I’m not sure who came up with the name in the first place but it is certainly in common usage. Apparently someone did try to patent the word but was unsuccessful. It would be like trying to patent ‘joey’.
What sparked your interest in writing about Australian animals?
Many years ago, a couple of my friends found an abandoned baby ring-tailed possum in their backyard. They took it to a wildlife carer but the carer couldn’t look after it at that stage. With a little help and instruction, they ended up raising the baby themselves until the carer was able to take over. I still remember that little possum virtually living inside my friend’s jumper all day and peeking out at the neck.
These same friends were the ones who introduced me to some wildlife carers when we were all on a family holiday together. They had the most magnificent house, full of injured animals or babies who were too young to care for themselves. There were jars of Milton sterilising solution in the kitchen and various dummies and teats soaking. There was a baby wallaby in a pillowcase, baby birds in a cage on the verandah, a koala with chlamydia…turtles, snakes, possums…every room of the house had it’s own inhabitants.
My girls had the most wonderful experience as it is not often you get to see how a mother wallaby would encourage the joey to go to the toilet. (They have a cloaca…try looking that one up). We sat on the balcony and swatted flies. If we caught one it went in the jar to feed the baby birds. We all went out to dinner but had to be back for the late night feed.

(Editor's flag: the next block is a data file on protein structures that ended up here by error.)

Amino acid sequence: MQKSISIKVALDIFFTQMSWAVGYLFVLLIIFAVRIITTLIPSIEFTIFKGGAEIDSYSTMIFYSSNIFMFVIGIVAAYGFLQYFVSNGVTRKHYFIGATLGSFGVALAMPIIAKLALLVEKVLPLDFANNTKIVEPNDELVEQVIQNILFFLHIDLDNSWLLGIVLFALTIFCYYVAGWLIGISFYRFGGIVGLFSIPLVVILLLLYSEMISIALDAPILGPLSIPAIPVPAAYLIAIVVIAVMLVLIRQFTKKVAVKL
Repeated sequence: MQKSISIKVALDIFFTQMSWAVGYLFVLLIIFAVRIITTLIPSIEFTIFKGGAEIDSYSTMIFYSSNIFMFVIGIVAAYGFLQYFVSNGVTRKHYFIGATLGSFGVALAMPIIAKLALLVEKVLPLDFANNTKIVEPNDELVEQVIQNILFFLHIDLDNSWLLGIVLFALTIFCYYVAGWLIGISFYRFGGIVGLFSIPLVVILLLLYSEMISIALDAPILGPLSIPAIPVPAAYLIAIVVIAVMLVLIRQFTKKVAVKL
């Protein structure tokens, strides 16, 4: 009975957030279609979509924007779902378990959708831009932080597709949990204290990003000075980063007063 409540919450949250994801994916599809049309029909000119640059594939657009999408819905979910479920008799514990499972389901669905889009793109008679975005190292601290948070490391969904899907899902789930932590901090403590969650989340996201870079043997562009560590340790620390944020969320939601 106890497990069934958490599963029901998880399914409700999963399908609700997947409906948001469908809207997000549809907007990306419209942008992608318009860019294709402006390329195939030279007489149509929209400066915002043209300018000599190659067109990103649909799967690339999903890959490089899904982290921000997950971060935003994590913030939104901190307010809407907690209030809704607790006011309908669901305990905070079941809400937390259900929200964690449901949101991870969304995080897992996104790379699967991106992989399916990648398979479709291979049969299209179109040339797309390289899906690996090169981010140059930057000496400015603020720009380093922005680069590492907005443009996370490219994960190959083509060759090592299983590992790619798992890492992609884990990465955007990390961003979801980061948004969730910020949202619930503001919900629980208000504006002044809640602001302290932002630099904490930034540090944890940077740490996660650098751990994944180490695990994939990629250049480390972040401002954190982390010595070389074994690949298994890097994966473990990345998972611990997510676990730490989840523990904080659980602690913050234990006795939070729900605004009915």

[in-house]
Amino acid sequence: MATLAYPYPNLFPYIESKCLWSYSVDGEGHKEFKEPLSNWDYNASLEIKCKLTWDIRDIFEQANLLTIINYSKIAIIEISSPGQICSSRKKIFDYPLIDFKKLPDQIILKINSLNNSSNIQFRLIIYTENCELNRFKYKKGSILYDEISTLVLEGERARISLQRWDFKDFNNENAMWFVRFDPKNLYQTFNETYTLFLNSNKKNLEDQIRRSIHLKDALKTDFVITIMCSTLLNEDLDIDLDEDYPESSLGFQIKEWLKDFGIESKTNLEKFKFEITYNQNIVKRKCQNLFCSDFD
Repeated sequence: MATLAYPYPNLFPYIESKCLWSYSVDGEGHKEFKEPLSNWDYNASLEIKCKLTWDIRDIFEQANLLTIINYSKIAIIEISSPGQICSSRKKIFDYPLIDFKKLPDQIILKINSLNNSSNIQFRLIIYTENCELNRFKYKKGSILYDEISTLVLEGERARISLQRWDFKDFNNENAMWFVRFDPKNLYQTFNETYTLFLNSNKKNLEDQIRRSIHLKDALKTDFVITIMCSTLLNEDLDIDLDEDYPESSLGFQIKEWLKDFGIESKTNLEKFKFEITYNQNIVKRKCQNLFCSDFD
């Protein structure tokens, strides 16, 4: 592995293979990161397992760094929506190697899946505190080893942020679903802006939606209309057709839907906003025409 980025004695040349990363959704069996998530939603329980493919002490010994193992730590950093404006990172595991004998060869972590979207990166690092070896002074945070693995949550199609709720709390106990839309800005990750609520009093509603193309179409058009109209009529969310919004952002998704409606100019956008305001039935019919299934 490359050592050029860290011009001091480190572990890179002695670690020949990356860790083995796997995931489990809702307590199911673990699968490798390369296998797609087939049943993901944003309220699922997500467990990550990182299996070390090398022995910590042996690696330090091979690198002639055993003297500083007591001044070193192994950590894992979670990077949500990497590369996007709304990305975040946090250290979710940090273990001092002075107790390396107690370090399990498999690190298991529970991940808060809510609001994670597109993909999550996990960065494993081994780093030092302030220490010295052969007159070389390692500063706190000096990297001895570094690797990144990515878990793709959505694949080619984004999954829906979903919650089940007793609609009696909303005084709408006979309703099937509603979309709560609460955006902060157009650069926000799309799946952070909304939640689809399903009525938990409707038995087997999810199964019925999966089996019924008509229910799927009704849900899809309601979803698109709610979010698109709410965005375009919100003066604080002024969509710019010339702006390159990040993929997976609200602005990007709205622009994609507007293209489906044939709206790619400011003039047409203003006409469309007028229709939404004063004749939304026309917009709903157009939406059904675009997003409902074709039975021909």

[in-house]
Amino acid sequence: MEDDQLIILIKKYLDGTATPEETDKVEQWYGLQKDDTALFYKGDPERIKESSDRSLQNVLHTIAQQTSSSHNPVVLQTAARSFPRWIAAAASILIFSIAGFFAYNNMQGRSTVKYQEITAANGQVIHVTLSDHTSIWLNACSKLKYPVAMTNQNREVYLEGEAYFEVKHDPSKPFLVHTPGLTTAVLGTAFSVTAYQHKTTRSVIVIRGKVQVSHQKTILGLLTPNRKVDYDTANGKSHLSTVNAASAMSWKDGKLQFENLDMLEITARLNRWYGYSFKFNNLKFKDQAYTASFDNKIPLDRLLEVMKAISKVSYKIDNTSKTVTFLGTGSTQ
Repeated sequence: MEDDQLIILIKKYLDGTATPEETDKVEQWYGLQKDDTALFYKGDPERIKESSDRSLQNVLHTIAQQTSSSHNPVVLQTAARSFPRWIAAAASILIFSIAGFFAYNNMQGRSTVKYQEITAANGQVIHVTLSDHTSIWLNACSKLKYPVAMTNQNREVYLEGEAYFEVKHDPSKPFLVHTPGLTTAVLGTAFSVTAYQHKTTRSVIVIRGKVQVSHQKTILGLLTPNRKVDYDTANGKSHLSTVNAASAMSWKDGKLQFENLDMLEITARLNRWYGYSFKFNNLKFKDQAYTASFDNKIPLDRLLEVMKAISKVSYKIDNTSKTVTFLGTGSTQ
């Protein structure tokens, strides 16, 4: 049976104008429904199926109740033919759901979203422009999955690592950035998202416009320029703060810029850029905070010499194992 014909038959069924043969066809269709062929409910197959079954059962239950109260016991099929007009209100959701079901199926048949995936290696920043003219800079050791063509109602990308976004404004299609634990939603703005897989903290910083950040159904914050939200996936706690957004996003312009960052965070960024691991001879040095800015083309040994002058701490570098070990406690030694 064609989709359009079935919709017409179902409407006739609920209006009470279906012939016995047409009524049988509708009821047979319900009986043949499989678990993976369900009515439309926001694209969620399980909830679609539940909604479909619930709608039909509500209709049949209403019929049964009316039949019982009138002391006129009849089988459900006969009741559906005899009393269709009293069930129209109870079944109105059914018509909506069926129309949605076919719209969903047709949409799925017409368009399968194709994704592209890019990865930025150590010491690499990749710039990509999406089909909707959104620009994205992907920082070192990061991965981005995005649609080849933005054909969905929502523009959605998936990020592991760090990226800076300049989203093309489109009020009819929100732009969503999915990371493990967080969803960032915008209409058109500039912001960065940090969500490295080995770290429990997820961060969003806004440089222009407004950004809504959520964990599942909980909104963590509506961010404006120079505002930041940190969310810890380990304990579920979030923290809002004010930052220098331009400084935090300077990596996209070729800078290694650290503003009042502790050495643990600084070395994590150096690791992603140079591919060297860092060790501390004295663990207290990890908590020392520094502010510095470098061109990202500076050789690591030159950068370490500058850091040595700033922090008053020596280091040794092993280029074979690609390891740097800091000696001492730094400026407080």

The most enchanting of all, however, was Puggle. He was the most helpless and vulnerable, no spines, no hair. Just a somewhat shapeless grey lump with a snout and some eyes which hadn’t opened yet. He had such a lot of growing to do before he could be released. So that’s why I wrote his story…the dedication of these volunteer wildlife carers and his own innate cuteness.
Along the way I found out so many interesting facts about echidnas. Some of these have been incorporated into the end papers of the book. I’d love to write about more Australian animals but the trick is to find the framework for the story that lifts it from an educational publication to a tale in its own right that children want to read.
Many don’t realise how long it takes from that first seed of an idea to final publication. Can you give us the ‘potted’ version?
I visited Puggle’s home in late 2006. I know the time because I was also promoting my book The Music Tree, which had just been released. It took a while to write the story as rather than being a straight imaginary piece, I wanted to incorporat information about echidnas. I had to do a fair bit of research. The book was accepted by Working Title Press in late 2007 and then the search for an illustrator began. Andrew Plant agreed to illustrate but as he had other commitments this took some time. It was scheduled for eventual release in late 2009 but for marketing reasons this was postponed until March 2010. So four years all up. No wonder I still have to keep teaching!